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Major Breakthrough in X-ray Research
An international research project including a research team led by Prof. Chen Ming-chang of NTHU’s Institute of Photonics Technology has made a breakthrough in the production of a high-brightness, tabletop X-ray device. By using the extremely short wavelengths of a laser, they have succeeded in dramatically increase the conversion efficiency of high order harmonic generation (HHG), coherent X-ray, by more than a thousand times. With a brightness of 13.5 nm, the new light source is expected to play an important role in nano bio-imaging and defect inspections in the semiconductor industry. The results have been published in the December edition of Science (Science, 350, 1225 (2015)) .
According to Prof. Chen, since the 20th century X-rays have been one of the most important light sources in scientific and technological research, and have been widely used in both basic and applied scientific research in areas such as materials, electronics, biology, medicine, physics, chemistry, chemical engineering, geology, archeology, energy, environmental protection, and micro-mechanics.
The common goal of all types of lasers—the large synchrotron radiation center, the free-electron laser, right down to the table-top X-ray light sources—has been the production of a high-brightness, ultrafast, coherent X-ray for use in the development of an ultra-high, ultra-precise, spatially-resolved, time-resolved detector. Since the femtosecond-to-attosecond X-ray pulse enables the dynamics of chemical reactions, nano-materials and bio-molecular systems to be studied with unprecedented temporal and spatial resolution.
However, up to now, the brightness of HHG light source still limits its applications. Research over the past three decades has been limited by the low brightness of the X-ray, so this recent breakthrough is expected to be widely utilized in applied science and industry, such as ultrafast, nano-microscopy applications.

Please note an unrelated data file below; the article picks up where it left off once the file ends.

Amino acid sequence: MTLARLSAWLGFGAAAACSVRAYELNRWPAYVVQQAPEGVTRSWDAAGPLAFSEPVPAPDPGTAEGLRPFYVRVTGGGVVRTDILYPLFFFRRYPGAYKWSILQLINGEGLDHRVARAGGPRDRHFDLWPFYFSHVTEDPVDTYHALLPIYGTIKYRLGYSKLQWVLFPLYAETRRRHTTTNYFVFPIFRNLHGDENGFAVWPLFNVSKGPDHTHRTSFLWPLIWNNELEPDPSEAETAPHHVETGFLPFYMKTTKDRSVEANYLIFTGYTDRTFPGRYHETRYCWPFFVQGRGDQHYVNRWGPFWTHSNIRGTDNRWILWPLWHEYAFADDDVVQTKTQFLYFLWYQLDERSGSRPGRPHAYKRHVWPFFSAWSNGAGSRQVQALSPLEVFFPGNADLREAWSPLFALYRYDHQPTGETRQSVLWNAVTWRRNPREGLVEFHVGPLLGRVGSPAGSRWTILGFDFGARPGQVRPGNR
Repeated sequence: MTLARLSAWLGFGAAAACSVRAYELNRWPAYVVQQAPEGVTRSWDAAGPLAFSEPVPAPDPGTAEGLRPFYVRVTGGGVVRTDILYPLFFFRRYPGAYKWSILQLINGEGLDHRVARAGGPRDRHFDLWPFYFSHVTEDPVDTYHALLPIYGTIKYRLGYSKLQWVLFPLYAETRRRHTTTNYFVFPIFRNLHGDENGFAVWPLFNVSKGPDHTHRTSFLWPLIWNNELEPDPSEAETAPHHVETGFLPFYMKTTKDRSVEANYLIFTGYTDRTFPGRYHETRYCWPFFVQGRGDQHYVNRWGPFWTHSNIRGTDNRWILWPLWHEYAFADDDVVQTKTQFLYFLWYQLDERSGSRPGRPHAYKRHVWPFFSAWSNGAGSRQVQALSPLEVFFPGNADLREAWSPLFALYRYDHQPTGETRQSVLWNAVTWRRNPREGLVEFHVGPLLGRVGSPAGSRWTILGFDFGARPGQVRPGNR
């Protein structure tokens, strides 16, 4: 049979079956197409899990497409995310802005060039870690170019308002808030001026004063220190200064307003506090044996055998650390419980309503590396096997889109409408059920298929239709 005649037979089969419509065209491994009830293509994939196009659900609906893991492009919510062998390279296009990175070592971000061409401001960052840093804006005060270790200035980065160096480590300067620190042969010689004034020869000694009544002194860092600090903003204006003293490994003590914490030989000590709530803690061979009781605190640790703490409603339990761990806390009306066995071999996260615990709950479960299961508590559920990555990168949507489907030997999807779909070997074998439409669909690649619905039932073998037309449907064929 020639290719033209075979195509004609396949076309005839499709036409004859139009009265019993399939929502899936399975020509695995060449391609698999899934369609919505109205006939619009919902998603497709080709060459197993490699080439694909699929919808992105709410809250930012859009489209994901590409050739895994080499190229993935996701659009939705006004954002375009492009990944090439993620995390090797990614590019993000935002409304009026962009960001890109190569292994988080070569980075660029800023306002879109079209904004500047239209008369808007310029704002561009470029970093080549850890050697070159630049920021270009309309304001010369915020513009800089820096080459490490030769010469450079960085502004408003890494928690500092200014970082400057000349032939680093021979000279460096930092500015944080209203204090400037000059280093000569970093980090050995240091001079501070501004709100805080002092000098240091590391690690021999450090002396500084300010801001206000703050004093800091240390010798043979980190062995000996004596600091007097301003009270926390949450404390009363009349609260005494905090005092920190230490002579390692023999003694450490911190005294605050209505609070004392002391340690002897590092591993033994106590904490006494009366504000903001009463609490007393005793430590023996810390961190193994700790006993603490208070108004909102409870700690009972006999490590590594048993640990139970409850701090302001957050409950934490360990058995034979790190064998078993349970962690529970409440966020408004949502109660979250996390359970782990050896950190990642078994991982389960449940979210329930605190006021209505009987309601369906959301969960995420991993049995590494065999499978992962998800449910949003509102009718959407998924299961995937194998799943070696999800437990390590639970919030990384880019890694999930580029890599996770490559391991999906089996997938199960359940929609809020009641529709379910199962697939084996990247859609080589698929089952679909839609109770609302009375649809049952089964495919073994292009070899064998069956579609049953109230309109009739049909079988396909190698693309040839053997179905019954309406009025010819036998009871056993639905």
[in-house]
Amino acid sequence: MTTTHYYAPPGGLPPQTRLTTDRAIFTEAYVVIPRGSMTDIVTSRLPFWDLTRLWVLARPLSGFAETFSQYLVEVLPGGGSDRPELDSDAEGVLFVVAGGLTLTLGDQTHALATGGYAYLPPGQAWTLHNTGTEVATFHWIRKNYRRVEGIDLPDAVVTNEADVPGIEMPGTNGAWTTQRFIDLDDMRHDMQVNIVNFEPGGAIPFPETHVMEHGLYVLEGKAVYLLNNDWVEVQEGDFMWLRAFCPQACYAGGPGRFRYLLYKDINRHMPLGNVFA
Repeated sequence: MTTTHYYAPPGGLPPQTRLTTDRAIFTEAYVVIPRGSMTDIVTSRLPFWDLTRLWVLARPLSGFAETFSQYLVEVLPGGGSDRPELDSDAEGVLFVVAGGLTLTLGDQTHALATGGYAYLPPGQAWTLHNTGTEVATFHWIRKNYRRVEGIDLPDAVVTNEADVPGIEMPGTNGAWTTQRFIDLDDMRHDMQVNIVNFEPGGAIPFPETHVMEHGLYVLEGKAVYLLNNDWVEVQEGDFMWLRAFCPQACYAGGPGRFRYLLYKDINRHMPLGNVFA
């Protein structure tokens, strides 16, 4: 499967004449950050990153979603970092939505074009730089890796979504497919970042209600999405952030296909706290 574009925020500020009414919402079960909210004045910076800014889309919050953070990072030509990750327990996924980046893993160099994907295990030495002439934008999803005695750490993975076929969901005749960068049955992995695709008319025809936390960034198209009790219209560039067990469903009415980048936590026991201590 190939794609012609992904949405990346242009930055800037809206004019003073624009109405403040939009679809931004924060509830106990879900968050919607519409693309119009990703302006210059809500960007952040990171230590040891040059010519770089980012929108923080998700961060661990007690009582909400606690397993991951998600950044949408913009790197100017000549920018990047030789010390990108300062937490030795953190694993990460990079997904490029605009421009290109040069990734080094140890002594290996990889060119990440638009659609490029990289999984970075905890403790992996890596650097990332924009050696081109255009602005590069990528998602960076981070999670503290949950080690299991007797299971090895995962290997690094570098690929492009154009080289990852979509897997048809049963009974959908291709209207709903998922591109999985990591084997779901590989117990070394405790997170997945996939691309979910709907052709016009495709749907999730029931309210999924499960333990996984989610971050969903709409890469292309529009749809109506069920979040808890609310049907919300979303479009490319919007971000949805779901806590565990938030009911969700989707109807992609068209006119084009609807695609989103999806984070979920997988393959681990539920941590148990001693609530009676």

How do electrons move in the nanometer film? How is energy transmitted in the nanometer transistor? How is photosynthesis energy effectively stored? These are some of the research questions on which ultrafast, coherent X-rays play a critical role. This is because X-rays can pass through the structure of cells, facilitating study of how they operate, e.g. four-dimensional X-ray microscope.
The first harmonic HHG, coherent X-ray, was discovered in 1987, but since its conversion efficiency was relatively low, its practical applicability was also limited. Scientists have been trying to find a way to increase the conversion efficiency of the coherent X-ray for three decades.
In addition to Chen’s research team, the project included researchers from the University of Colorado at Boulder; the University of Salamanca, Spain; Cornell University; Temple University; and the Lawrence Livermore National Laboratory in California.
Typically, scientists used mid-IR lasers for HHG, the up-conversion efficiency is about 10-6–10-9. The present research used an ultraviolet (270 nm) laser light source to generate HHG, and found a maximum conversion efficiency of 10-3, thereby greatly enhancing the coherent X-ray flux, leading to more research applications of X-rays.
Currently, Prof. Chen’s research team is focusing its resources on laser development, student training and research on new ultrafast nano-microscopy technology. His future plans include developing research projects to enhance Taiwan’s international visibility in ultrafast lasers and table-top coherent X-ray technology. He also hopes to make Taiwan a world leader in research and development in photonics technology.
 Prof. Chen Ming-chang (center) with his research associates at the University of Colorado at Boulder, Dr. Tenio Popmintchev (right) and Dr. Dimitar Popmintchev (left).

Prof. Chen Ming-chang (center) with his research associates at the University of Colorado at Boulder, Dr. Tenio Popmintchev (right) and Dr. Dimitar Popmintchev (left).


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